You know, there’s no shortage of derision on tap when it comes to central bankers these days – and the European flavour does not disappoint this morning, following the G20 finance minister/central banking wow-pow in Cairns this weekend.
“We will judge the combined effects of the measures, the measures of June and the measures of September, and then we’ll see if this is enough,” Coeure told reporters in Cairns, Australia. “In case it would not be enough, the Governing Council is ready to do more. But it’s way too early to tell.”
Oh really? This is an economy spiralling into deflation with record unemployment (youth unemployment at depression levels) yet its “too early to tell?”
Perhaps Cairns was the wrong venue – maybe go to Chicago next time and meet at the Laugh Factory.
Her’s some more comedy:
“If the question is whether the ECB is satisfied with inflation” at that level “then the answer is no,” Coeure said. “We are not satisfied. We have a price-stability mandate that is inflation coming back to 2 percent over the medium term. So anything we do is geared to achieving that.”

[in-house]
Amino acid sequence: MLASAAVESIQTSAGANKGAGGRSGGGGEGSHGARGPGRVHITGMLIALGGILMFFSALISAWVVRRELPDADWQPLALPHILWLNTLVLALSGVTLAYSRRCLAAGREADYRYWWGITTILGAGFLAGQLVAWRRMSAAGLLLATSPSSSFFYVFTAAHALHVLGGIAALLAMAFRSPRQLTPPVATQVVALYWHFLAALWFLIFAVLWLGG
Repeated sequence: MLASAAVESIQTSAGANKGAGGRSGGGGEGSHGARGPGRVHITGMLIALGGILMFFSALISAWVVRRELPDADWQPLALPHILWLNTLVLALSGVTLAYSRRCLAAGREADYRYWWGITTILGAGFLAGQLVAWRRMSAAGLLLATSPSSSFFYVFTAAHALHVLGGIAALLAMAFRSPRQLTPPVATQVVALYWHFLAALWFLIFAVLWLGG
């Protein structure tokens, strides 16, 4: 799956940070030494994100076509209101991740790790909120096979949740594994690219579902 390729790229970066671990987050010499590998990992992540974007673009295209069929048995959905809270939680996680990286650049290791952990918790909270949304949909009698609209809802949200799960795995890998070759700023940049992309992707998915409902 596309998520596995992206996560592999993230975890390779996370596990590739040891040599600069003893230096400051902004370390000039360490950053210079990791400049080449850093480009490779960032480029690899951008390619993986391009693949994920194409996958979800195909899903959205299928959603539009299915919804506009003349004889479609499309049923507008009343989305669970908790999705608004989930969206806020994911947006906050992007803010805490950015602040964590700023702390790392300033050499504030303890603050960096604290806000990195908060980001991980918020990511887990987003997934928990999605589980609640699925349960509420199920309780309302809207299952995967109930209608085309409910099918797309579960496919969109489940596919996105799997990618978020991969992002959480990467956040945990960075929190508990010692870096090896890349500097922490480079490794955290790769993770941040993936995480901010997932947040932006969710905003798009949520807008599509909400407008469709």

It’s obvious the ECB focus is on the wrong measure – inflation – but funnily enough, more than anything else, this shows the root problem with its economy, lack of consumer demand. Why? Rampant unemployment.
Here’s a chart from The Interpreter recently showing the change in unemployment since the GFC and the limp-wristed efforts of the ECB compared to the Fed:
The only thing that’s not too early to tell is if the plutocrats at the ECB should be out of job.